Saleh said evidence showed that the Haqqani network, a Pakistan-based Afghan Taliban faction with close ties to al-Qaida, was behind the attack.
Interior Ministry spokesman Zemeri Bashary said the two attackers were able to breach security by dressing as a couple - one in a man's street clothes and the other in a woman's burqa, and clutching a Kalashnikov rifle and a grenade launcher wrapped up in cloth like a swaddled baby.
Karzai's office said in a statement he had accepted the resignations because Atmar and Saleh had given unsatisfactory explanations. He appointed their deputies Munir Mangal at the interior ministry and Ibrahim Spinzada, an engineer, at intelligence as acting chiefs.
Atmar said he and Saleh met with Karzai on Sunday for two-and-a-half hours. When the president said that leadership had been lacking in the security measures, Atmar said he offered his resignation.
"The president of Afghanistan has lost trust in our capability to protect national events," Saleh told reporters in the capital, after what he described as a "tough conversation" with Karzai.
Saleh said there were "tens of other reasons" that he resigned, but he declined to give any of them, saying that doing so would have repercussions for those still working in the government.
It's unclear if the tentative push for peace to end the insurgency has so far caused any fractures in Karzai's government. His ethnic Tajik and Uzbek allies from the Northern Alliance who fought the Taliban for years will be less sympathetic to cutting a deal than his supporters among the Pashtuns - Karzai's own ethnic community and the overwhelming majority of the insurgents.
Washington supports Karzai's plans to win over lower-rung militants but remains skeptical about negotiations with insurgent leaders - although such a strategy could be key to the eventual withdrawal of U.S. forces from the country.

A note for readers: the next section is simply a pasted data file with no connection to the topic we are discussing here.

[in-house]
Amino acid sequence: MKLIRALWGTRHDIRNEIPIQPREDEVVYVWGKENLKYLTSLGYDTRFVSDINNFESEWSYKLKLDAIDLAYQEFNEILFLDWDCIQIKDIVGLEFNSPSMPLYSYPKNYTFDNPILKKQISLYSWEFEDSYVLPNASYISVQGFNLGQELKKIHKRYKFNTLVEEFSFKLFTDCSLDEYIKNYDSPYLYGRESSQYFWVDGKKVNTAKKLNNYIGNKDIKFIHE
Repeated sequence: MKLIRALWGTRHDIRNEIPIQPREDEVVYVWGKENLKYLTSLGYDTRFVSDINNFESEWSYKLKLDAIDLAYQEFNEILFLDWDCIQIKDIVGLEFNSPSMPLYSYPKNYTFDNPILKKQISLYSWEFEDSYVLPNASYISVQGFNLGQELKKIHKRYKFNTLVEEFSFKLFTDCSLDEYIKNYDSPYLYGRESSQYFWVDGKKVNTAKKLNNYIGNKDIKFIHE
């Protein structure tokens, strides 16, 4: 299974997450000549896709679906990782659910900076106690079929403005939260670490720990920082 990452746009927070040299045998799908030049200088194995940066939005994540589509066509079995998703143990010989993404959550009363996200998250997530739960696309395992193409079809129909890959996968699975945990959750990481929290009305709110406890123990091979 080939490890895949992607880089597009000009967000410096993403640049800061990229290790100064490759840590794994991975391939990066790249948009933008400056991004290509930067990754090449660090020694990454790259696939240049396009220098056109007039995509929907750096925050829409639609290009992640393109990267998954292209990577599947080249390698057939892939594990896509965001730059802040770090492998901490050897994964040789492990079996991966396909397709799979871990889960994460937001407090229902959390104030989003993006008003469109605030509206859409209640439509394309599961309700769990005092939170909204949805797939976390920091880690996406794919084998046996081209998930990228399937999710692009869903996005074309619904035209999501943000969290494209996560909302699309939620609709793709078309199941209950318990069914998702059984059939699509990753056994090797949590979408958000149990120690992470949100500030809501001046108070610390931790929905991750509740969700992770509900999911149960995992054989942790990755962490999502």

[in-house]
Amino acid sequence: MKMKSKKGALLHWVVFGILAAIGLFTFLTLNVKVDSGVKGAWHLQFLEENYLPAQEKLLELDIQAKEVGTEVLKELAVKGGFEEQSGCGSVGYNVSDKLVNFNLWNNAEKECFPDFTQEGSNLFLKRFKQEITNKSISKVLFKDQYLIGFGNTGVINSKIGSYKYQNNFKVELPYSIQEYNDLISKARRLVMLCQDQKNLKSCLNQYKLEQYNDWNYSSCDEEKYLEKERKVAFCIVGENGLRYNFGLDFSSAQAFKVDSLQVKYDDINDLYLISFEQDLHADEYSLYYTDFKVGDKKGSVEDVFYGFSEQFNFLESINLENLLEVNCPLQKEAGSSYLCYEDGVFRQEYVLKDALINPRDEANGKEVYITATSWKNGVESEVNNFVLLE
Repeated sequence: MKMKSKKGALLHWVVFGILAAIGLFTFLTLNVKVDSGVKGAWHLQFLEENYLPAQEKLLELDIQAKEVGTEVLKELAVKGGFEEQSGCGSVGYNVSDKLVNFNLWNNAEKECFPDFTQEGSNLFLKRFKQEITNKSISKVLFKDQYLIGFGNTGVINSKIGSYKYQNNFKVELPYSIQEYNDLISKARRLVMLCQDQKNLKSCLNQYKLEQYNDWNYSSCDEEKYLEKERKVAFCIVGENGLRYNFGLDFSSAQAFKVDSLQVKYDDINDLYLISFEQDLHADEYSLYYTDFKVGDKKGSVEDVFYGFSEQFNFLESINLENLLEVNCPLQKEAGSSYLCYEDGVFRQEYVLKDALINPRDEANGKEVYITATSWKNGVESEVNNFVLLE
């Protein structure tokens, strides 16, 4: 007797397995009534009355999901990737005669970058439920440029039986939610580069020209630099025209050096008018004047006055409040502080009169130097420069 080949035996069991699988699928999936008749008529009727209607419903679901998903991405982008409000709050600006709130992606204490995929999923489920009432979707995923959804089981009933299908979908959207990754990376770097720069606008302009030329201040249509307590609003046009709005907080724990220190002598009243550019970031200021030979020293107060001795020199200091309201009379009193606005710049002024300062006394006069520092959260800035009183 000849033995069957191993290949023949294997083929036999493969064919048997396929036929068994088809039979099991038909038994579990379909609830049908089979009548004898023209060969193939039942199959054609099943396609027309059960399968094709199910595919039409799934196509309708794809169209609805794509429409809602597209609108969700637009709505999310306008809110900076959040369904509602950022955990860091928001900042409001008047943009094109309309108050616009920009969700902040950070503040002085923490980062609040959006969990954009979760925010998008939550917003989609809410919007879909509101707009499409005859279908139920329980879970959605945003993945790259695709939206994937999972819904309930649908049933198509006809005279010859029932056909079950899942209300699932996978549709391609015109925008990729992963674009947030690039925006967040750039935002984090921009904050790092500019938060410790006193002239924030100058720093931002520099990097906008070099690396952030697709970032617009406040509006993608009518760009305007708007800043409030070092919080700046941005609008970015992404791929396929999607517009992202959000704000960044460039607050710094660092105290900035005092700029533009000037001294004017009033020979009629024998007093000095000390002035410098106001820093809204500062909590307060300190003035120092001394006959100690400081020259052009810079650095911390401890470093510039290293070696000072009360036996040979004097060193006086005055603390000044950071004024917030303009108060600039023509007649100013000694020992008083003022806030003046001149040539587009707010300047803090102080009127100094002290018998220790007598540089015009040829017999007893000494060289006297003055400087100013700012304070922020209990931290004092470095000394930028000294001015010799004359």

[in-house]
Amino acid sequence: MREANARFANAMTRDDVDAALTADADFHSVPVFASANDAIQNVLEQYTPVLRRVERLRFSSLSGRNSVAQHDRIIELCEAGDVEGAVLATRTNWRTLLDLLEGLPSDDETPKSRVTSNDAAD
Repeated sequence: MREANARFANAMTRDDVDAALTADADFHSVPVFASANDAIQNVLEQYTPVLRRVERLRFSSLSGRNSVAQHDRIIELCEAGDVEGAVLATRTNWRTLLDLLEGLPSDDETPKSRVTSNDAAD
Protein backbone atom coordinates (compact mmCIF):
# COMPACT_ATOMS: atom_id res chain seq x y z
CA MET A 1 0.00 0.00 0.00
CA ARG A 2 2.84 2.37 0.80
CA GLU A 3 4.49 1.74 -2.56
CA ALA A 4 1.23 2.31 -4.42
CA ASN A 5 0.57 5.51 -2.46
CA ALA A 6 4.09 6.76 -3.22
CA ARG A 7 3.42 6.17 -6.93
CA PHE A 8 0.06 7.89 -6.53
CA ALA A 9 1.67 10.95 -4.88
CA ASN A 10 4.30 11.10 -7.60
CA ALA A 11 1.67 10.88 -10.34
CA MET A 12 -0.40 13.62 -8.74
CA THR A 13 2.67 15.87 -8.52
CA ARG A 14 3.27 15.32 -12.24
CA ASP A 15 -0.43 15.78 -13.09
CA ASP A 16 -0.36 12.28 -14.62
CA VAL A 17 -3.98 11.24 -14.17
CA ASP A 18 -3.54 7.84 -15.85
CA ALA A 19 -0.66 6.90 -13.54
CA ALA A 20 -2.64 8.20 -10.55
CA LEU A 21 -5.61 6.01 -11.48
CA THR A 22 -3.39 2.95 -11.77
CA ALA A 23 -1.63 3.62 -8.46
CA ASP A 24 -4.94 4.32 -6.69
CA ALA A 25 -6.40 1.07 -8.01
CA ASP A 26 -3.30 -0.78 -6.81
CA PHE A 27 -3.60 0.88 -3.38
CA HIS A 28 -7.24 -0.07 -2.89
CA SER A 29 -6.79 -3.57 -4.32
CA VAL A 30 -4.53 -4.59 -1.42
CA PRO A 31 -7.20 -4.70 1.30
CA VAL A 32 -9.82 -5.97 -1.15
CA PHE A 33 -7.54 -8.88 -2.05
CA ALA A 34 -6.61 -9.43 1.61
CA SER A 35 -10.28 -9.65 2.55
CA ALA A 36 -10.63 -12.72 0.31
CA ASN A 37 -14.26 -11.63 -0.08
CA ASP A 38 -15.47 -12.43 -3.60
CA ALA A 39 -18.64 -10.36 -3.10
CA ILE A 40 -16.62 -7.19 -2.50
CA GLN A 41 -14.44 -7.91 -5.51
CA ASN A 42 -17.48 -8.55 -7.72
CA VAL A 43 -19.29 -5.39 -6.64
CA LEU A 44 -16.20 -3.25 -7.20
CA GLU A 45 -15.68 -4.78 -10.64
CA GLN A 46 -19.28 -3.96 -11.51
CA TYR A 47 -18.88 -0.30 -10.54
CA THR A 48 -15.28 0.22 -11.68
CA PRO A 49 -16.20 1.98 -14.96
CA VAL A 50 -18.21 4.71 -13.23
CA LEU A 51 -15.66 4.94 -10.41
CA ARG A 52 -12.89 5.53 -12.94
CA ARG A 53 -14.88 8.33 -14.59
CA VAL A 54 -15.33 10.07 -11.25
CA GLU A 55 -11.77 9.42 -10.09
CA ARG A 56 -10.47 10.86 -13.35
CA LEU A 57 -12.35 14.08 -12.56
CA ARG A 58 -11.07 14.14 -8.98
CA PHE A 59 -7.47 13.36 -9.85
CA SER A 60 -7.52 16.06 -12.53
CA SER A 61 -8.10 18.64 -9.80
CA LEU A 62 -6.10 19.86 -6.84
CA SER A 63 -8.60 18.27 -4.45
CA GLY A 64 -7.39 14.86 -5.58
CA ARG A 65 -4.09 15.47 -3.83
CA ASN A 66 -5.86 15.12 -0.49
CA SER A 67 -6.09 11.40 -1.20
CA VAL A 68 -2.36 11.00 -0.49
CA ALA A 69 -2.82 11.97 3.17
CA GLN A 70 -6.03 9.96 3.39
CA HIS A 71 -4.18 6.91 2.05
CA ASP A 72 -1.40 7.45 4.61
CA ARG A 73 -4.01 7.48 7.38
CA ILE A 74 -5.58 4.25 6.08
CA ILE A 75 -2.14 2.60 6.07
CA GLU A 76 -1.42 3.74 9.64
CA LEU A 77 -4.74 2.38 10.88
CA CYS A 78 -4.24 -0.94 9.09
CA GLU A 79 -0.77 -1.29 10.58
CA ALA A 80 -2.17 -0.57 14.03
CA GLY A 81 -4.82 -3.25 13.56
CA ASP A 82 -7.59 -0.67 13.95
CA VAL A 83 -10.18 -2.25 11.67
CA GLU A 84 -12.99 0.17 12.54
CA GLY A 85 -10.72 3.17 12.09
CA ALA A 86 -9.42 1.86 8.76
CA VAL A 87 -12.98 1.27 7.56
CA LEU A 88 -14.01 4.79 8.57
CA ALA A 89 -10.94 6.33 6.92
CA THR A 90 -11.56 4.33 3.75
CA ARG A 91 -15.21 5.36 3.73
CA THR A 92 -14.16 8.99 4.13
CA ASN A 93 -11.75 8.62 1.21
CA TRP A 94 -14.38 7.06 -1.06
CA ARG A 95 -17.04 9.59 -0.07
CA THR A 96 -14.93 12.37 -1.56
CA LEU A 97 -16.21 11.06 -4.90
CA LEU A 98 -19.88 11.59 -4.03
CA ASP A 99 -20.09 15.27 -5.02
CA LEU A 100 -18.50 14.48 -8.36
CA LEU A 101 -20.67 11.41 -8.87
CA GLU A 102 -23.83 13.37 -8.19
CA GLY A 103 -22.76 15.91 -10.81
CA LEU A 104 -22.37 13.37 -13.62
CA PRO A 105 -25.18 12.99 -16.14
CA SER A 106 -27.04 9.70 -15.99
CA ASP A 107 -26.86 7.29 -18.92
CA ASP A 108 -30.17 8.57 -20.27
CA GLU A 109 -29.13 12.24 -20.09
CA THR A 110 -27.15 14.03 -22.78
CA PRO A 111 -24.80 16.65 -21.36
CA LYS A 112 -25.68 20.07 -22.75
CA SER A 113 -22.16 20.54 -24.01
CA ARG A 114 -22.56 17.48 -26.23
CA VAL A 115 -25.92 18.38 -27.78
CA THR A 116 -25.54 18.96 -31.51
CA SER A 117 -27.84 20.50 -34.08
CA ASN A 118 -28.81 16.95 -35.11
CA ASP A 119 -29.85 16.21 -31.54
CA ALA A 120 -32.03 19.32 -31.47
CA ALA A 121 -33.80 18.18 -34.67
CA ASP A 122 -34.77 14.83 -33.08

U.S. officials contend the Taliban leadership - which is demanding the complete withdrawal of foreign troops from Afghanistan - feels little reason to negotiate because it believes it is winning the war which is only growing ever more bloody nearly nine years after it began.
Karzai made his first official response to the jirga Sunday by ordering a review of all cases of Taliban suspects in Afghan jails and the release of those detained on doubtful evidence.
The decree did not directly address the issue of the hundreds of Afghans being held in U.S. military custody.
Spokesman Col. Wayne Shanks said the U.S. military was discussing with the government an approach to all the jirga's recommendations. He noted that the American military had already started the process of handing control of the main U.S. prison in Afghanistan, at Bagram Air Field, to the government.
On Sunday, five NATO troops - including four Americans - were killed in three separate incidents, the coalition said.
Three U.S. troops died in a vehicle accident in southern Afghanistan, and a fourth was killed in an insurgent attack in the country's east, said U.S. military spokesman Lt. Col. Joseph T. Breasseale. The fifth NATO service member - who was not immediately identified - was killed when a makeshift bomb exploded in southern Afghanistan.